But I’m totally excited by this goal! I will have to train hard for it, but it should keep me healthy. Yay. So here we go…USATF Masters EGOT plan is under way. If only I could figure out an acronym for these acronyms.

Total Mileage for Week: 25
Long Run: 8 miles
Outdoor Workout: Hill sprints and 200s

*It should be noted that Thomas has not, as of yet, been nominated for any of these awards.

But Where Do You Get Your Protein? A Vegan Runner Answers

I don’t work at a juice bar.

I am rarely in down-dog pose.

My name doesn’t include an astral object.

And I most definitely don’t look pale and scrawny.

These are just a few of the traditional images people have about vegans. Nope. This vegan looks like this.

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The fact that I’m also a first degree black belt in taekwondo, have run several half marathons and marathons, and just recently qualified for the Boston Marathon further breaks these stereotypes.

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More and more vegans are coming in all shapes and sizes, including a burgeoning group of vegan athletes. Super ultra-athlete Rich Roll, whose book “Finding Ultra” was a huge inspiration, made a loud statement for moving to a plant-based diet after being named one of the 25 fittest guys in the world in 2009 by Men’s Fitness magazine. But veganism isn’t just for endurance athletes. Uber muscular vegans, like former NFL defensive lineman David Carter and bodybuilder Torre Washington are further smashing the weak vegan stereotype. While the number of vegan athletes is growing, due to the misconceptions mentioned above, I found myself wary about committing to a plant-based diet, and my journey to veganism has for sure been a circuitous one.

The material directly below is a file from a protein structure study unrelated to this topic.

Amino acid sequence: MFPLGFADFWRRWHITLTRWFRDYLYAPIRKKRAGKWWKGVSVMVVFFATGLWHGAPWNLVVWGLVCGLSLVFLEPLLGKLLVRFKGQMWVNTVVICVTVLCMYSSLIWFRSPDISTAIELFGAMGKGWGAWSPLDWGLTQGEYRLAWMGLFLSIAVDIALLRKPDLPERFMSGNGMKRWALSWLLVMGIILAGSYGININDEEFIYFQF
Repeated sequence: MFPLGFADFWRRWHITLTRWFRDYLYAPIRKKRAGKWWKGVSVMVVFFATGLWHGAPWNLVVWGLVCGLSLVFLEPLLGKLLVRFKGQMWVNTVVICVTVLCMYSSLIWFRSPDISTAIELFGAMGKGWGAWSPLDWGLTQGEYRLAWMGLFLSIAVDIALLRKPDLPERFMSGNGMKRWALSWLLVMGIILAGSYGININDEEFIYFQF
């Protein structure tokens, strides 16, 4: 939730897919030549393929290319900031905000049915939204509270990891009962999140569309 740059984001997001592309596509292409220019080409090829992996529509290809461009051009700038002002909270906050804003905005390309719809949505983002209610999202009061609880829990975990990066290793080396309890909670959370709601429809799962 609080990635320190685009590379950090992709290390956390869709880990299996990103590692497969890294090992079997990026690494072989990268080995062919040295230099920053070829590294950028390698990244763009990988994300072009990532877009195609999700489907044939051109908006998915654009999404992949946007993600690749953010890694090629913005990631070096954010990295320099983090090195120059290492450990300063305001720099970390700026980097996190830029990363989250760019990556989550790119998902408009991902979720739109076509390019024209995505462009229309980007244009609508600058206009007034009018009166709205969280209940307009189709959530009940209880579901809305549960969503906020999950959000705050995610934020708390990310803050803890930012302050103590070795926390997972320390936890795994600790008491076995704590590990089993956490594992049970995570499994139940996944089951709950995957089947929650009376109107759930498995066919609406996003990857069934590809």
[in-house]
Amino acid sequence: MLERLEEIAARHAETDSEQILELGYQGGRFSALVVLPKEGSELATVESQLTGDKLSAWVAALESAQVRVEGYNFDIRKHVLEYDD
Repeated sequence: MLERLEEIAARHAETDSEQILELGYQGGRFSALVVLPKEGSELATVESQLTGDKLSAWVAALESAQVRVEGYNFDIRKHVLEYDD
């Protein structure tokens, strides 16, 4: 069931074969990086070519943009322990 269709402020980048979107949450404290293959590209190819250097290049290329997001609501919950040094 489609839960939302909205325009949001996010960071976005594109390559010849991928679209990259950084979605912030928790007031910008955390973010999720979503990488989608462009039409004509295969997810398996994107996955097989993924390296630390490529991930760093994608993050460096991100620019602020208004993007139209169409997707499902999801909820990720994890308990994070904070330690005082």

Since the early ‘90s, I have had meatless tendencies, and as the years progressed, I became more knowledgeable about vegetarianism (abstaining from animal flesh) and veganism (abstaining from all animal products, including eggs and dairy).  In addition to the health advantages of a vegan diet, I learned about the environmental benefits and, of course, the tragedy of factory farming. Since 2007, I have primarily been on a vegan diet, meaning I cheated with non-vegan options for dessert and pizza, as well when traveling. Because Paris, OK? However, while 80% vegan or “veganish” was a strong statement for veganism, it wasn’t until last March that I made the full commitment, and I haven’t looked back.

In my nine-year journey to transitioning from an 80% vegan athlete to finally a 100% vegan athlete last March, I had a meandering route. The reasons for my stop-start dance with veganism were based on concerns that perhaps some athletes contemplating a switch to a plant-based diet might be struggling with. Hopefully my experience can help. Here were some discomforts I had to work my way through:

  1. But where will I get my protein? At first, my diet relied on fake meats because I was fearful that I would die from lack of protein. Now I rarely eat faux chicken or the like. Turns out beans, peas, kale, spinach, etc. and ad infinitum all contain protein. Also, you don’t need as much protein as you’ve been told you need.